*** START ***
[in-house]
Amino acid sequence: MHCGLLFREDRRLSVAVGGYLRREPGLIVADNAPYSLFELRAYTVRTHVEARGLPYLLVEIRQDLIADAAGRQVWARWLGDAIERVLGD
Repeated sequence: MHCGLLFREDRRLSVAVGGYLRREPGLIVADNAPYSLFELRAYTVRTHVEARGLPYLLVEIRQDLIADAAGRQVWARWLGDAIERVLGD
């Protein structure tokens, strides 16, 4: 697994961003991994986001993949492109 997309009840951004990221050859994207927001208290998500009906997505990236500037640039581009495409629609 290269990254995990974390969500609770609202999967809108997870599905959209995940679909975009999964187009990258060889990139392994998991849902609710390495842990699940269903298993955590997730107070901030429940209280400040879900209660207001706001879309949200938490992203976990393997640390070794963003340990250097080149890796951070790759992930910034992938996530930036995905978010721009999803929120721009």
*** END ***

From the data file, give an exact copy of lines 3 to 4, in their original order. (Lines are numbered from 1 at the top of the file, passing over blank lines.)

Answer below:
Repeated sequence: MHCGLLFREDRRLSVAVGGYLRREPGLIVADNAPYSLFELRAYTVRTHVEARGLPYLLVEIRQDLIADAAGRQVWARWLGDAIERVLGD
């Protein structure tokens, strides 16, 4: 697994961003991994986001993949492109 997309009840951004990221050859994207927001208290998500009906997505990236500037640039581009495409629609 290269990254995990974390969500609770609202999967809108997870599905959209995940679909975009999964187009990258060889990139392994998991849902609710390495842990699940269903298993955590997730107070901030429940209280400040879900209660207001706001879309949200938490992203976990393997640390070794963003340990250097080149890796951070790759992930910034992938996530930036995905978010721009999803929120721009």